So I prayed about it for awhile, tried to call some people to talk to about it, couldn't reach anyone and at 9:13 pm on Thursday night, ended up sending out this email to a hundred or so people:
Prayer Vigil at Green Lake Park Community Center
Friday, August 19
Kids and dogs welcome. :)
Feel free to forward this to anyone who might need or want this information.
Like many of you, I have been deeply moved by the stories of the vigils in support of Cindy Sheehan. Those who support her have asked that the vigils continue with prayer on Friday. So, I'm inviting you to join me for a prayer vigil at Green Lake tomorrow (Friday, the 19th) in support of Cindy and other family members like her, in support of the troops, in support of peace.
If you are not able to come to the vigil itself, please consider taking a moment of prayer or silence tomorrow around noon wherever you are.
I dropped Elijah off at JJ's, which is where he goes on Friday mornings. I went to the copy store and made 20 copies of this then walked fast around Green Lake, until I was kind of sweaty, but much calmer. Then I sat by the walking path under a tree on which I had leaned a sign that said Pray For Peace and I sat quietly, most of the time with my eyes closed. No one else came to pray with me, but I didnt really expect them to. No one laughed or shouted or tried to kick me - turns out most people really steer clear of a person sitting under a tree next to a handpainted sign.
After about 25 minutes, which went surprisingly quickly, I felt really good - connected to God and empowered the way you are when you are really being deep and spiritual and quiet. But I still wasnt sure what I was supposed to be, you know, doing there.
I got up to throw my smoothie cup away, and there was JJ ! Who had brought some of the kids (she had six hanging around that day) to pray with me. Then JJ helped us all sing together, which made the kids kind of squrimy with embarrassment, but they sweetly did it anyway and then we started passing out the flyers, which lots of people took, smiling, and one woman asked me what group I was affiliated with and I was so startled I said, "um, unaffilated" before I remembered that I'm actually a pastor now, and I could, if I wanted to, claim affiliation to a church. And JJ said, "This is so GREAT! I'm ready to do this every week!" And she was right, it was great. And if felt like something we all should be doing more of - talking about peace with strangers as well as with people we love, praying about peace in public, as well as at home. So obvious, and yet it's so much easier to be crushed by despair instead.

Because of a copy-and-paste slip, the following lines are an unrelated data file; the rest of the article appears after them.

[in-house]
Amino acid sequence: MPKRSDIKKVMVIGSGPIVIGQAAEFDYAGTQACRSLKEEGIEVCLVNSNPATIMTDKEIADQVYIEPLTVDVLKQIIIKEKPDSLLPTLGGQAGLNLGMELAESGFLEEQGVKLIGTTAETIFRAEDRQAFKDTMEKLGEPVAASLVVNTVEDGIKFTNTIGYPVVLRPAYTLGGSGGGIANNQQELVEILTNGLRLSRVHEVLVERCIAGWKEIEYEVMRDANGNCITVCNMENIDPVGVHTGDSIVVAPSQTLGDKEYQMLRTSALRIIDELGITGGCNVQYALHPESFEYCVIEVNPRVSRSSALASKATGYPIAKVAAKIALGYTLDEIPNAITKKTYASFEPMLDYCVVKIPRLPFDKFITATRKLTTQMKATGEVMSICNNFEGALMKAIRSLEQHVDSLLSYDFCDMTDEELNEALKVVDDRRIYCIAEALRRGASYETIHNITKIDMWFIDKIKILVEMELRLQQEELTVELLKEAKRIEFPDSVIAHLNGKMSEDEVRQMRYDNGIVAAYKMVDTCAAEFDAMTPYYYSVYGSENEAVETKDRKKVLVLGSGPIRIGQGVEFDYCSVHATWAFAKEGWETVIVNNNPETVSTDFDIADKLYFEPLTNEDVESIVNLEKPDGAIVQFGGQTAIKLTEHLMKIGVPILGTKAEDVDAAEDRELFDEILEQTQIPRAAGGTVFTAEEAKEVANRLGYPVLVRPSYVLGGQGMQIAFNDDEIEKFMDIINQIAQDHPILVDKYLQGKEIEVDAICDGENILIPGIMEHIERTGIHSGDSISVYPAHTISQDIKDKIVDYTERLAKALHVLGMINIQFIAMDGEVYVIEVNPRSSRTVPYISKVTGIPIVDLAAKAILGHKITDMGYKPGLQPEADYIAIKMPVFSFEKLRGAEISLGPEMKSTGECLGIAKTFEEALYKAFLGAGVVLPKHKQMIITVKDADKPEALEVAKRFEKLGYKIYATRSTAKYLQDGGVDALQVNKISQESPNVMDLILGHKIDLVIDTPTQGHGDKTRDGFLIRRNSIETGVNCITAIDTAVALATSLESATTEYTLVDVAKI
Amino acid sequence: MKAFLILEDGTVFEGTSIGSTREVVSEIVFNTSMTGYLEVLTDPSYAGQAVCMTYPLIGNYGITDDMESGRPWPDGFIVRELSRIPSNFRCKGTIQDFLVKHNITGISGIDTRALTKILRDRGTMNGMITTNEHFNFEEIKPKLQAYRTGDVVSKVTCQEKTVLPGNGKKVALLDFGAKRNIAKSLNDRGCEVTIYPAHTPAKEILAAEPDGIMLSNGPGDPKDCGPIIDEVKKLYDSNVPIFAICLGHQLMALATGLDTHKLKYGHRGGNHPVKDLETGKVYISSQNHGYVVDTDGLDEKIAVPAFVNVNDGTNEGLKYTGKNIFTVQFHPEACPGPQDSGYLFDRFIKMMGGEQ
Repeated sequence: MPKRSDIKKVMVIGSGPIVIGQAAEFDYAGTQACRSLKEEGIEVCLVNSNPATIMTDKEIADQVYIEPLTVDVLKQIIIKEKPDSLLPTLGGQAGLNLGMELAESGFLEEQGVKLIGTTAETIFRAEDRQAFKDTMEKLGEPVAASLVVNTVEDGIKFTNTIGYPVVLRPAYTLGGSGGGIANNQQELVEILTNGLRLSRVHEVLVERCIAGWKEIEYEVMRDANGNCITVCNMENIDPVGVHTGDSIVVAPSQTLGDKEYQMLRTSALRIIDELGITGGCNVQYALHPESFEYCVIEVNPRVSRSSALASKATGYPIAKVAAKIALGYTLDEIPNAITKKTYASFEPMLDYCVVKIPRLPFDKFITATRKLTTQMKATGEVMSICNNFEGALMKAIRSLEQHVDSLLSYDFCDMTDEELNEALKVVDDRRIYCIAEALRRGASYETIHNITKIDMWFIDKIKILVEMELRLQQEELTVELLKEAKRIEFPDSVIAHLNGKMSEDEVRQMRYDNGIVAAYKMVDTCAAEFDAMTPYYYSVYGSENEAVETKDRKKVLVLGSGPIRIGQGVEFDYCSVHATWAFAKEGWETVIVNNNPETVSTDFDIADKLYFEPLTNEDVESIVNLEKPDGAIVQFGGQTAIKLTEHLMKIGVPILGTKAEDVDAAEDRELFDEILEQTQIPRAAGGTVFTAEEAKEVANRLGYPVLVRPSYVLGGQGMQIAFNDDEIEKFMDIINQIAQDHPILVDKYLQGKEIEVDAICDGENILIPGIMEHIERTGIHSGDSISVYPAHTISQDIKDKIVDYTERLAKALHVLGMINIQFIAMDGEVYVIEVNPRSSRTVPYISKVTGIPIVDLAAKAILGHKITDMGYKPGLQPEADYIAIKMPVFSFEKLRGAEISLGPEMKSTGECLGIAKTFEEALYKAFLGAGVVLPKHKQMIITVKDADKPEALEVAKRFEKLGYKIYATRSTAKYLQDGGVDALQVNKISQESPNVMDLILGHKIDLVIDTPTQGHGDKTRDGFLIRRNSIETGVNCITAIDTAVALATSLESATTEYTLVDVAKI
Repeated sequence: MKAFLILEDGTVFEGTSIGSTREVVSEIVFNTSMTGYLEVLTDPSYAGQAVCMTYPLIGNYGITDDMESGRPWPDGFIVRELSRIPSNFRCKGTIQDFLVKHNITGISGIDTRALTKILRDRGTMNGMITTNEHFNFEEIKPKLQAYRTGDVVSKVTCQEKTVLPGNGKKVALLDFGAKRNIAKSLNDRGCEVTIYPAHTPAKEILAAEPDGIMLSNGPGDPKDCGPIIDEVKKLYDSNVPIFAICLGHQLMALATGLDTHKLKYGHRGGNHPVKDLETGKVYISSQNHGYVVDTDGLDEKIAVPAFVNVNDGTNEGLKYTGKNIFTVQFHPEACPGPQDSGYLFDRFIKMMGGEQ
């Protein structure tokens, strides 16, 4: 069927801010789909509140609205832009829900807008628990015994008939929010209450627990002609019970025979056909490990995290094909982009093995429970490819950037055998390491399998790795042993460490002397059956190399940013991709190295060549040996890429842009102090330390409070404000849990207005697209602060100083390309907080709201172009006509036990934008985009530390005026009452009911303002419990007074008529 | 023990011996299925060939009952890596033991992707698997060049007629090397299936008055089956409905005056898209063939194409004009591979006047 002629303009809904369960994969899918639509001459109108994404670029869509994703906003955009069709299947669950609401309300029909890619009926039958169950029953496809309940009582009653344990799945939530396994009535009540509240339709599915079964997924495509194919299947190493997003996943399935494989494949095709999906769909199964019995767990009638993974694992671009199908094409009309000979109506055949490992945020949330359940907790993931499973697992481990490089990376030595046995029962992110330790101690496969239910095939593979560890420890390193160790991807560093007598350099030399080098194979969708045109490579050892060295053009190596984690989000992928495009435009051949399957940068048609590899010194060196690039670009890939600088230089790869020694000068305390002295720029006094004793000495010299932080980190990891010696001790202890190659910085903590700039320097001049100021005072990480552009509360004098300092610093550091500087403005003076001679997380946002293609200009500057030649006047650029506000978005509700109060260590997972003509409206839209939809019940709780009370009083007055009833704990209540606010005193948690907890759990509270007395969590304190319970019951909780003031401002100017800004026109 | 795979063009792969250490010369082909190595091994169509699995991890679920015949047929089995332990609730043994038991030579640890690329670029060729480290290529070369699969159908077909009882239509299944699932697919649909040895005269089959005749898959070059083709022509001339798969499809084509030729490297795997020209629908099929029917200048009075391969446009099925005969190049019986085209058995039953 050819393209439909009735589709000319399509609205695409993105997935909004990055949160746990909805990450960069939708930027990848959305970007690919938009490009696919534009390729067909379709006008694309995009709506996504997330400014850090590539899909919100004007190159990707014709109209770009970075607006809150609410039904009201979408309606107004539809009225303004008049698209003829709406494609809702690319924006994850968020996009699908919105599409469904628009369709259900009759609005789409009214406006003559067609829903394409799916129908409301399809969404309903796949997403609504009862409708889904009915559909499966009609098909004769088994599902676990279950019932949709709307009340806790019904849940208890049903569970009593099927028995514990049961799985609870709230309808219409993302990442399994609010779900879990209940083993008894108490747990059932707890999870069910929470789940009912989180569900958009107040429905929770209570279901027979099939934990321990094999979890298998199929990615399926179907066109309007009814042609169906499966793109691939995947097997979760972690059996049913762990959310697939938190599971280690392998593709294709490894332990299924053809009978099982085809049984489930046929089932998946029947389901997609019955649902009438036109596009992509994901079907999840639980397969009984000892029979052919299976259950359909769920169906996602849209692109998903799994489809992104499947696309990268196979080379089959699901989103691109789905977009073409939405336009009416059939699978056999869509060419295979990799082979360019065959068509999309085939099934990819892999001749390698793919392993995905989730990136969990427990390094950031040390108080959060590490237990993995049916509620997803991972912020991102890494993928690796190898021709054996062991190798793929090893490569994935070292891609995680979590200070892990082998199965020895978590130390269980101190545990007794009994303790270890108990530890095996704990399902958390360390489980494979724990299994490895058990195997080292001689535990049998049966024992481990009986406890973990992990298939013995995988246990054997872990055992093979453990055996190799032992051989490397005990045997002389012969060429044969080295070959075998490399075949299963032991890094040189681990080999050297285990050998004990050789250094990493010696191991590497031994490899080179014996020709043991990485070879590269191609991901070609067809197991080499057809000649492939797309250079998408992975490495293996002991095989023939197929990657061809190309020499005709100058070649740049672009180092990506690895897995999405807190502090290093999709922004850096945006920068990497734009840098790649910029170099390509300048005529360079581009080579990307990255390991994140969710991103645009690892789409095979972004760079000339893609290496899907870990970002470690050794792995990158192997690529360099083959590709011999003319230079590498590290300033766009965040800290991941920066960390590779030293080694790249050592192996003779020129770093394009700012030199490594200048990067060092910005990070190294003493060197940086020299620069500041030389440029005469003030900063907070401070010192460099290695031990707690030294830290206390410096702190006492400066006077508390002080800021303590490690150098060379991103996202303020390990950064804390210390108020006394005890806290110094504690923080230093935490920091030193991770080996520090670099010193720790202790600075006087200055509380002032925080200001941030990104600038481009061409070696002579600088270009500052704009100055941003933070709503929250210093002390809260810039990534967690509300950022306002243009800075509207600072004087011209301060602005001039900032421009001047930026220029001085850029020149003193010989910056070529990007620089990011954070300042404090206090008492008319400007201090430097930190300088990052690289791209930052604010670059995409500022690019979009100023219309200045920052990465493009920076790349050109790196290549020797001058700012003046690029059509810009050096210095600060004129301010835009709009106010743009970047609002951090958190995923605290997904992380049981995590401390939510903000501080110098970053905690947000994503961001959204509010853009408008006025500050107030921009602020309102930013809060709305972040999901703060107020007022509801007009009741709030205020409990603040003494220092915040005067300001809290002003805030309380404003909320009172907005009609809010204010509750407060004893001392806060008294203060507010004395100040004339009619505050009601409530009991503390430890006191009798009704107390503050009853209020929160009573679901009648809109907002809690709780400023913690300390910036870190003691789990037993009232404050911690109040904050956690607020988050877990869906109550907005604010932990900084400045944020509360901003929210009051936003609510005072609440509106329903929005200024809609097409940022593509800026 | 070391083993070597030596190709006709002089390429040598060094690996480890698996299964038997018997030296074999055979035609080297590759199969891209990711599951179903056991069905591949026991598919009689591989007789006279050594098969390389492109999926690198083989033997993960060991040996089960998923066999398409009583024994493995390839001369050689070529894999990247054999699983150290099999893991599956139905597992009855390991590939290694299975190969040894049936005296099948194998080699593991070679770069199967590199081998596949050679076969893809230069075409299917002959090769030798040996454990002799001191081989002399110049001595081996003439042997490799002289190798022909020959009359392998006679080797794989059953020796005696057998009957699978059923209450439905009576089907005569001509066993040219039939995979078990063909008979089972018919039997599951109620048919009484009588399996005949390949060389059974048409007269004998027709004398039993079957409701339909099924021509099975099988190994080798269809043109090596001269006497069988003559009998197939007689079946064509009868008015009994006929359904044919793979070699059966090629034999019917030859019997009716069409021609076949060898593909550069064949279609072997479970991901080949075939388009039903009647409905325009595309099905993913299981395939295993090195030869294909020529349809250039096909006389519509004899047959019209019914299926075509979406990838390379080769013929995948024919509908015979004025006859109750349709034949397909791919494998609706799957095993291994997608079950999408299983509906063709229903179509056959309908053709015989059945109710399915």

But we're all of us, aren't we, walking this line between sacred and mundane all the time. Because just then I had to rush off to pick up Elijah (who was still at home with Steve). I took him with me while I went to get the van fixed way up in Edmonds and while we were waiting we walked to McDonalds (It seemed like I had earned it, somehow, after being so egregiously counter-cultural. But as always, a trip to McDonalds filled me with more regret than it was worth. And Eli wouldnt eat anything anyway, so I ended up with two orders of fries that I emphatically do not need.)
After that, we had to wait a really really really long time, and Elijah was a good as he could be, given that the place we had to wait only had one bathroom (and he's doing his best with toilet stuff but is not totally proficient yet) and it was also a wheelchair showroom, so I had to say about 3,458 times "Get off the wheelchair," "that is not a toy" and all the rest of what you'd think you'd have to say in a situation like that to a machine geek like my son. But I felt like I was holding it together pretty well. Until we got back in the van and I said in that chipper voice you can get on a sunny day when you're about to drive all the way through Seattle in rush hour traffic, "OhhhKAY, now we're going to pick up DAAAdy!" and Eli looked at me all cross in the rearview mirror and sighed through gritted teeth "What.Are.You.Talking.About?" He's just starting to speak in real sentences and he totally totally totally cracked me up when I realized that he was sounding just like I must have been sounding all day.
That night, I went with Cathy from church to see Joe Bean which I was moderately excited about but which kicked so much incredible ass that I was literally, actually (I hate to use a cliche like this, but it really is true) on the edge of my seat for two hours. I havent anything in a theater that was so funny, so heart-wrenchingly sad, so engaging, so smart, so relevant, and just so good in a really long time.
I tried, probably unsuccessfully, to describe the show and the rest of the day to Jeff and then he went to sleep, but I just kind of paced in circles for a couple of hours, which I dont usually do. But did I mention that last Friday was the full moon?
And here's what I came to at the end of that long long day. That I'm ready to go back out there. Ready to pray and pass out flyers about peace, just like a kook. Because if some more of us don't start making kooks of ourselves, there won't be anything to be kooky about, if you know what I mean. So look for me, next to the walking path, with my little handpainted sign and my flyers, and join me if you can. It'll be better than you think.